It was held in Bishopsgate Space Management Ltd v London Underground Ltd  2 EGLR 175 that a tenancy to which section 20 CPA 1965 applies must be deemed as a matter of law to terminate on the earliest date upon which a notice to quit, given on the date of entry, would have had effect. Thus if a fixed term tenancy had a break clause, the interest of the tenant should be assessed as if the break clause would have been exercised. Any prospect of the tenancy’s continuing in the ‘no scheme world’ is to be disregarded.
This rule of law would be subject to having regard to the prospect of renewal of the tenancy under the L&TA 1954 by virtue of section 47 LCA 1973 if the tenancy had not been ‘contracted out’ of the 1954 Act (see paragraph 7.20 above).
In ‘Bishopsgate’ the Tribunal accepted that there was (for ‘contracted out’ business tenants) some anomaly between the position under section 20 CPA 1965 and section 37 LCA 1973 (disturbance payments for occupiers having no interest in the land) in that under section 37 a claimant with no compensatable interest (for example a licensee) might be treated more favourably than one with a short tenancy because section 37 provides that ‘regard shall be had to the period for which the land occupied by him may reasonably have been expected to be available’ (that is, ignoring the scheme).
Only fixed term tenancies can be ‘contracted out’ of the security of tenure provisions of the L&T Act 1954. If a tenant ‘holds over’ after the expiry of a ‘contracted out’ fixed-term tenancy and the landlord willingly continues to accept rent from the tenant, the tenancy could become a periodic tenancy and lose its ‘contracted out’ status. The tenant would thus regain the protection of the security of tenure provisions of the 1954 Act which could obviously change the quantum of compensation due to the tenant upon dispossession under section 20 CPA 1965.
It should be noted that for acquisitions subject to a Compulsory Purchase Order authorised on or after 22 September 2017 the ruling in Bishopsgate Space Management Ltd (above) has been overturned. The position has now changed in that section 35 of the Neighbourhood Planning Act 2017 has re-written section 47 LCA 1973 to provide that where an acquiring authority acquires the interest of a business tenant or takes possession of land subject to a business tenancy, regard must be had to:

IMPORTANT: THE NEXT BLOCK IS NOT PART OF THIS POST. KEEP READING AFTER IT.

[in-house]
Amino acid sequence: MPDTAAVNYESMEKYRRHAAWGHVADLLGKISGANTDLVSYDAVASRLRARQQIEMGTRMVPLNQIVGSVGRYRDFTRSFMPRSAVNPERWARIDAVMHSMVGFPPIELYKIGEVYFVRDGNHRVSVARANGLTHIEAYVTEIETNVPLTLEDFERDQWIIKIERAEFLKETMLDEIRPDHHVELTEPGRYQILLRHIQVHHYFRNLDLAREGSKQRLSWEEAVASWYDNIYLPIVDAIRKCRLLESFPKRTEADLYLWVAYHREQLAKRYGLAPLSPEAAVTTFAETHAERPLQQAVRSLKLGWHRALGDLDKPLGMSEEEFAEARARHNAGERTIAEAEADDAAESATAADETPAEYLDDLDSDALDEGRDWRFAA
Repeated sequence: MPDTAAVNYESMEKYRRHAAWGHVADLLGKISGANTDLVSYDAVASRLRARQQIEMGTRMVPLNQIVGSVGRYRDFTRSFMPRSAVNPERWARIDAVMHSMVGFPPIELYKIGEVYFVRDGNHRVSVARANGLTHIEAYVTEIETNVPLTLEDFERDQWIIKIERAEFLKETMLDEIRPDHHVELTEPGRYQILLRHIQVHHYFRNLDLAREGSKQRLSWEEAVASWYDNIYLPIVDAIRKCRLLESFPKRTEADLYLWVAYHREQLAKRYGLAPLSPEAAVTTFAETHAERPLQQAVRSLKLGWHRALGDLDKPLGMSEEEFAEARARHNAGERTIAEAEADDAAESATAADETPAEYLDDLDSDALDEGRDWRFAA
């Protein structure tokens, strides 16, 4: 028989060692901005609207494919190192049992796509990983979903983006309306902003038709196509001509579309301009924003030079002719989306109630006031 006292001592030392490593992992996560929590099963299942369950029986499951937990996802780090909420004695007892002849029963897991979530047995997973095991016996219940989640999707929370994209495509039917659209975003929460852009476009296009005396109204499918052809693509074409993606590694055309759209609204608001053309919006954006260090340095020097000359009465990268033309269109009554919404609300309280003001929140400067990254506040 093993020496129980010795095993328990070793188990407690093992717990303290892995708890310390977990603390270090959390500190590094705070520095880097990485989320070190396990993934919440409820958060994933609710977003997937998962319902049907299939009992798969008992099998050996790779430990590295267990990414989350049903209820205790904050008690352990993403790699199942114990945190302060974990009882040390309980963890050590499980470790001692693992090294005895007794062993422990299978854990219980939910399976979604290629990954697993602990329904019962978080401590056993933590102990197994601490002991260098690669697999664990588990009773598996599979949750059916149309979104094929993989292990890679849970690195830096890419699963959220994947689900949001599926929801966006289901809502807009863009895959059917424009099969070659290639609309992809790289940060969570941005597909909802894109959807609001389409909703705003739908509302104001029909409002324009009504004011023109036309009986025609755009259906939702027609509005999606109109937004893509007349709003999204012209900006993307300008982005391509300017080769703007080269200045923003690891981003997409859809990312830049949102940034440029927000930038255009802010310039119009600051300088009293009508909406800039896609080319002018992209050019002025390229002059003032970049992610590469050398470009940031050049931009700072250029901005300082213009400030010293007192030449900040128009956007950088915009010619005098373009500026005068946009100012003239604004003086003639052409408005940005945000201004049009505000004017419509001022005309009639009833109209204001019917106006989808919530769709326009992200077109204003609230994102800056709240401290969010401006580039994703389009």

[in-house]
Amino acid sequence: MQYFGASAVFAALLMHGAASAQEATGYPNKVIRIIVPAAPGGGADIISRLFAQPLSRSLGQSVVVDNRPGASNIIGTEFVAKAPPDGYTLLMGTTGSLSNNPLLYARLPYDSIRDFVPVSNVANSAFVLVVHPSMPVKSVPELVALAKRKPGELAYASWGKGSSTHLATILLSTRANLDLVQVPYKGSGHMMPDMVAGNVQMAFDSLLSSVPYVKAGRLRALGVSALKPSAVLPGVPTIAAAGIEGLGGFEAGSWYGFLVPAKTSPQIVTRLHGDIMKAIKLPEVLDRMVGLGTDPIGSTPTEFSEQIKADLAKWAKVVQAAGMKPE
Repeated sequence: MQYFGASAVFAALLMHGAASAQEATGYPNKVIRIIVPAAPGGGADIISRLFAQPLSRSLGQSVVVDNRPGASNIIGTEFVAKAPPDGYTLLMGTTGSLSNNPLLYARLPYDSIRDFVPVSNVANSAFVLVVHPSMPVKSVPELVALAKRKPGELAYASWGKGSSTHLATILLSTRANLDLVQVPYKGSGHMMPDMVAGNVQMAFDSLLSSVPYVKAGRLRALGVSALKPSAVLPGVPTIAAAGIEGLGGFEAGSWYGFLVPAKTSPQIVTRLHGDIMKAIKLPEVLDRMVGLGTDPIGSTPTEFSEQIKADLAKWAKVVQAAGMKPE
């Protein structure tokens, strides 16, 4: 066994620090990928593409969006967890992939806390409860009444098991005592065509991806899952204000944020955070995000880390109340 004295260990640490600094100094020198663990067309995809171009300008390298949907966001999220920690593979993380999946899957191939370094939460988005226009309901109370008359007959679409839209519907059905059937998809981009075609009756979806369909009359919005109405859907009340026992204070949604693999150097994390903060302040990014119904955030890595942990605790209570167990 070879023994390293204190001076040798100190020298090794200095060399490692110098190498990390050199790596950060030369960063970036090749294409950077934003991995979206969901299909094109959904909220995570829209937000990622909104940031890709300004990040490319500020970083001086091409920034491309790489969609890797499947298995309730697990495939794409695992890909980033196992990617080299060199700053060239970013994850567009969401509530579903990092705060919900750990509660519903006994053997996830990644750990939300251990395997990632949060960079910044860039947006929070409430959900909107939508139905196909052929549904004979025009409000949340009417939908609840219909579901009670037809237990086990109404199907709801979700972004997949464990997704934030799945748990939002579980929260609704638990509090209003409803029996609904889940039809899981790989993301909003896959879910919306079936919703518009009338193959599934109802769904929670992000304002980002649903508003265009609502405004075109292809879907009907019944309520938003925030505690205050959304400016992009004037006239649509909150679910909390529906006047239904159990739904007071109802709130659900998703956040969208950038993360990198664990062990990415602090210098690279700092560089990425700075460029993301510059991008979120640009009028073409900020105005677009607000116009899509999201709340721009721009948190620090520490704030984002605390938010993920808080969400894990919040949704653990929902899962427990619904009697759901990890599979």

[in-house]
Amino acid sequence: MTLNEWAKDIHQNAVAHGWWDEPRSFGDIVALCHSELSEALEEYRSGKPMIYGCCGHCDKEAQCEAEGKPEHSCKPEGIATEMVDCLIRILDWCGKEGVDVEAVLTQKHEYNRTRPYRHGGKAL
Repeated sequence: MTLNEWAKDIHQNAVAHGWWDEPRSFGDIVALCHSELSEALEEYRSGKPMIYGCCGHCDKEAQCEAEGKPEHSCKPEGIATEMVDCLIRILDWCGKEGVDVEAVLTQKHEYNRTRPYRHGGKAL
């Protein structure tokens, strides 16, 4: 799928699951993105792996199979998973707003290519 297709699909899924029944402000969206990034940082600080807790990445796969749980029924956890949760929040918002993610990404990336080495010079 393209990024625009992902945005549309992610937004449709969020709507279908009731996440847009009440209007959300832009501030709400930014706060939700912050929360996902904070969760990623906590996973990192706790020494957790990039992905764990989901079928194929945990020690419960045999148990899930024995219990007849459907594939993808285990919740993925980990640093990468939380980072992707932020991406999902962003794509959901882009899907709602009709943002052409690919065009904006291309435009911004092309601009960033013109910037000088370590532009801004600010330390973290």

(a) the likelihood of the continuation or renewal of the tenancy,
(b) in the case of a tenancy to which Part 2 of the Landlord and Tenant Act 1954 (security of tenure for business tenants) applies, the right of the tenant to apply for the grant of a new tenancy,
(c) the total period for which the tenancy may reasonably have been expected to continue, including after any renewal, and
(d) the terms and conditions on which a tenancy may reasonably have been expected to be renewed or continued.
This is dealt with in more detail in Section 4 of this Manual (Compensation for disturbance).
7.23 Agricultural tenancies
Reference should be made to Section 8 of this Manual for detailed instructions in this type of case. In particular, it should be noted that under section 48(4) LCA 1973 the tenant’s security of tenure under Agricultural Holdings Act 1986 is to be taken into account, although regard must be had to valid resumption clauses that would be effective apart from the authority’s scheme, provided that the tenant receives no less than might have been received as compensation under the agricultural code.